If we think, instead, of typical Vancouver residents, the people making major financial sacrifices, allocating as much as 80% of their income to rent or mortgage payments in cramped, substandard housing just to live within the municipalities city limits, wealth seminar campaigning takes on very different dimensions. First of all, people who emerge in their hipster gear from basement suites in Cedar Cottage onto the cramped and erratic number 20 bus have fantasy lives that are governed by something other than dreams of wealth, stability and the ability to provide. They are making sacrifices to be hip, connected and attractive-looking. In their mind’s eye, they identify with a different character in the pageant: that man with movie star good looks, a fit, taut body, a DJing career on the side, and friendships with a vast array of environmental activists, music scene luminaries and TED talk presenters.
Vision has figured out that in Vancouver, it’s not a wealth seminar. It’s a coolness seminar. And that’s why developers line up to hang out with the Vision gang too. They aren’t just converting a $25,000 donation into a $25,000,000 rezoning windfall; they are also getting the parting gifts: a night with great local DJs, a dip in the Hollyhock hot tub. Many wealthy businesspeople, by choosing to live in Vancouver, are already making a similar choice to those living in the coffin suites they are selling. They too eschewing even greater prosperity that would come from working in a more vibrant investment climate like Toronto or Calgary. They too are here for the coolness—and there is a mechanism for purchasing that dip in the hot tub.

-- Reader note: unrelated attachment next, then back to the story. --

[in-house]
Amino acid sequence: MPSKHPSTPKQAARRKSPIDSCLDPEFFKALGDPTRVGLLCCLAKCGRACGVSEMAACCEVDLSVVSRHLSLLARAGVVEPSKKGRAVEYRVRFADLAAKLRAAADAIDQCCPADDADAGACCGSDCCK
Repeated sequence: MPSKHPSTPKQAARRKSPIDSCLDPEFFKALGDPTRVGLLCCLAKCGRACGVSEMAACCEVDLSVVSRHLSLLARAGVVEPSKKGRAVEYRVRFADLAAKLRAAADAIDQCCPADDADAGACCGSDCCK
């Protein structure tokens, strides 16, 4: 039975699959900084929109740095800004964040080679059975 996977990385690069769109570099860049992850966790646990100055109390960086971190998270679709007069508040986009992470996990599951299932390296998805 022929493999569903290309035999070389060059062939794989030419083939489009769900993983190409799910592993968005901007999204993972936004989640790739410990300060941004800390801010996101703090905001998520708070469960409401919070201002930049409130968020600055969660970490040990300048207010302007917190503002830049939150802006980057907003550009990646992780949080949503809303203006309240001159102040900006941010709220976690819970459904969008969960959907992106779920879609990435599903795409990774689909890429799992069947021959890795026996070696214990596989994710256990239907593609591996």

That’s why Vision Vancouver is making a mockery of the very idea that candidates for election need to put forward policies on the major issues. Minor issues—sure, they deserve some policy, for the geeks and the everyday running of the city. But notice the striking inverse correlation: the more Vision states an issue is one of the major, deciding issues of the race, the less policy it generates. As witnessed in their 24-hour response to Kirk LaPointe’s school meal program announcement, Vision has the smarts and the capacity to generate excellent public policy on the fly. So we have to understand the total absence of any working public policy around the Broadway subway or the opposition to Kinder Morgan not as an oversight but as part of the plan.